The Imperialistic Views Of Robinson Crusoe Essay
, Research Paper
The Imperialistic Positions of Robinson Crusoe
In Robinson Crusoe, Daniel Defoe illustrates the beliefs of a eighteenth century British citizen. Robinson Crusoe, stranded on an island, takes it upon himself to better those around him. He takes the clip to educate Friday and learn him? civil? ways. Crusoe feels the load of a British citizen for he believes that it is necessary and a Christian thing to make. Crusoe positions Friday as an inferior being and feels that he should break this being by demoing him the true manner of life that is exemplified by a gentleman. This imperial position was held by most Britain and was what they felt as a moral duty to demo inferior people the right manner.
Robinson Crusoe sees his state of affairs as a clip to set up another subdivision of the British Empire and appointed himself king. He viewed everything on the island as being his.
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Robinson Crusoe thought himself to be the most superior being therefore is was necessary to steer everything in the British mode. When he discovers and saves Friday, he is wary of allowing person of such meager life styles stay with him. Yet Crusoe still takes the clip to educate this adult male and learn him how to function his maestro. Crusoe named Friday to remind him of the twenty-four hours that he saved his life. This was supposed to trade name Friday with an everlasting debt to Crusoe. Another imperialist action that Crusoe takes is learning Friday English. He makes perfectly no attempt to larn the linguistic communication of Friday? s people and the first word that he teaches Friday is Master. This is so that Friday will acknowledge the fact that Crusoe is h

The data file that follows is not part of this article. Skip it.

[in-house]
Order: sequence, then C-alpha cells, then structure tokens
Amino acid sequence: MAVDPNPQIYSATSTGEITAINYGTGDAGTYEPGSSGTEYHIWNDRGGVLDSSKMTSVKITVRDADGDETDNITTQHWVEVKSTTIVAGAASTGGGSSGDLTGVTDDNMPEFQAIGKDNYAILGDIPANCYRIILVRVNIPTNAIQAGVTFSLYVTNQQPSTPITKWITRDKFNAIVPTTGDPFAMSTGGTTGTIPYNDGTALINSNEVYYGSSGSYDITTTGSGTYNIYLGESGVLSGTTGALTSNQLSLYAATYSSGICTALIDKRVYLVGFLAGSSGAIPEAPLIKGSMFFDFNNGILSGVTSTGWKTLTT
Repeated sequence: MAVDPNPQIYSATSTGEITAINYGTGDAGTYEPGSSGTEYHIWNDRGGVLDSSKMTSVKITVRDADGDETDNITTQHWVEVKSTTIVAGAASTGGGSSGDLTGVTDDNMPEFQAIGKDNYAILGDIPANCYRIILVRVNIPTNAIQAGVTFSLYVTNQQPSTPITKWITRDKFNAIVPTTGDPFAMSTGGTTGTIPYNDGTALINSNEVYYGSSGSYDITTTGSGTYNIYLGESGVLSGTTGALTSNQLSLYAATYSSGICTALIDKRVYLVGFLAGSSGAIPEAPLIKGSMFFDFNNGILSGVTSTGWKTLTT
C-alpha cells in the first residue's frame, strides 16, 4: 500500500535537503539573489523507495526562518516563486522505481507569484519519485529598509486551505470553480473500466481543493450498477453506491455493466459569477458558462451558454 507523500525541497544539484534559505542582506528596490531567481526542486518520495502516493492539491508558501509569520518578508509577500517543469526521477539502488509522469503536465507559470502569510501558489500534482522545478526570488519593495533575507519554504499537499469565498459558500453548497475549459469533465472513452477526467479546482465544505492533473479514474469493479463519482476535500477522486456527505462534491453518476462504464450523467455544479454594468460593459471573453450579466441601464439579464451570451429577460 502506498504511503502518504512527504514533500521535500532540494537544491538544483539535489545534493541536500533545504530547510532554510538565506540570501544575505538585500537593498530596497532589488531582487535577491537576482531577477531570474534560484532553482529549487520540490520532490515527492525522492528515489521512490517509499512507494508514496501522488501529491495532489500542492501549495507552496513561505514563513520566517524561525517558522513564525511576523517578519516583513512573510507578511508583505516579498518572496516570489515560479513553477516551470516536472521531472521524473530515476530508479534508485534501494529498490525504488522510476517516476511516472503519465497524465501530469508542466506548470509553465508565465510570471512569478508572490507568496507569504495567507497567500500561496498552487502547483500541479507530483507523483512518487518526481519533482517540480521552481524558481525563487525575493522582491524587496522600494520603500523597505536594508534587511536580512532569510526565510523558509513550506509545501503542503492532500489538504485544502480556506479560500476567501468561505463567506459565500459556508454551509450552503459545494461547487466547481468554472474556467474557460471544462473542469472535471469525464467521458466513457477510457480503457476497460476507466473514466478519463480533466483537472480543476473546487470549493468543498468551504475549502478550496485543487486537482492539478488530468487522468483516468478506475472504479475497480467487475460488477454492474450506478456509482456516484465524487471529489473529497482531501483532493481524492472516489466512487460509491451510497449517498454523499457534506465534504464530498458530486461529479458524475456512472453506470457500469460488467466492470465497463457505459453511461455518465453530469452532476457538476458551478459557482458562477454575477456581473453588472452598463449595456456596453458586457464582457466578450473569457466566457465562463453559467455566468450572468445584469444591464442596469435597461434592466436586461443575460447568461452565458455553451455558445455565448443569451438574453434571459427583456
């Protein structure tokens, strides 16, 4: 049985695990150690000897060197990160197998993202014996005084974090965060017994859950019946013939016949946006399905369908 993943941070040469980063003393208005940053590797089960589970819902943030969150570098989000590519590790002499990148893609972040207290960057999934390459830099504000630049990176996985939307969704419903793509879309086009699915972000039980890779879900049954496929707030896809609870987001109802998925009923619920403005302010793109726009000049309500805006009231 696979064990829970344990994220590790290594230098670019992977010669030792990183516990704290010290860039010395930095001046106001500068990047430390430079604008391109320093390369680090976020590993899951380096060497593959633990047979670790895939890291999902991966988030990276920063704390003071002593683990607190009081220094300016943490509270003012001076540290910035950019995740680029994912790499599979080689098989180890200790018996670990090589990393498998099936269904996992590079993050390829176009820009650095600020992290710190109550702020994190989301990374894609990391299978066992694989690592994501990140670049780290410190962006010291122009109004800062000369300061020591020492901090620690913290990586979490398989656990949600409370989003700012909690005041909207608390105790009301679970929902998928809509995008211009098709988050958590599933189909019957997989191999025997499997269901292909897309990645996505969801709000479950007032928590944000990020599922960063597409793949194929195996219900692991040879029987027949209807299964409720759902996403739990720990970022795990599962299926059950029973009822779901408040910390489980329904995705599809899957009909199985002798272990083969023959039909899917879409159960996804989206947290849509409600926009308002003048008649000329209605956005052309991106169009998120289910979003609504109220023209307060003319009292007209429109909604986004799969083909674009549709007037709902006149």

is superior. After Robinson Crusoe has sufficiently educated Friday he instructs Friday in the ways of Christianity. This is a moral action that Crusoe takes in order to salvage Friday? s psyche. Yet in other facets of their relationship Crusoe frequently contradicts these imperialistic beliefs.
Crusoe utilizes Friday as a tool, by doing him work, but he besides sees him as a compatriot. He frequently recounts how loyal a servant Friday was and how he eventually trusted him. He went into conflict and entrusted his life with an inferior being. I do non believe that a British soldier would swear a man-eater with his life. Crusoe has come to believe, though, that Friday has been civilized plenty that he could convey him back with him to England. Crusoe about admires Friday in some cases. For illustration, when Friday kills the bear traversing the mountains, Crusoe seems enchanted with the manner that he handled the Hunt. He was interested by another civilization? s procedure of killing an animate being. This contradicts the imperialistic manner of thought. Crusoe should hold shown Friday the proper manner to dispose of a menace such as a bear. Friday was jeopardizing others? lives by demoing a cultural oddity.
Crusoe is under the belief that British citizens have a moral duty to break the lives of inferiors. God who has given him such gifts has placed this moral load upon his shoulders and he must demo others the higher manner. Being stranded on a desert island is a perfect manner to pattern imperialism and Crusoe does merely that. He has taught the indigens English and shown them the right manner to turn to God, therefore practising imperialism.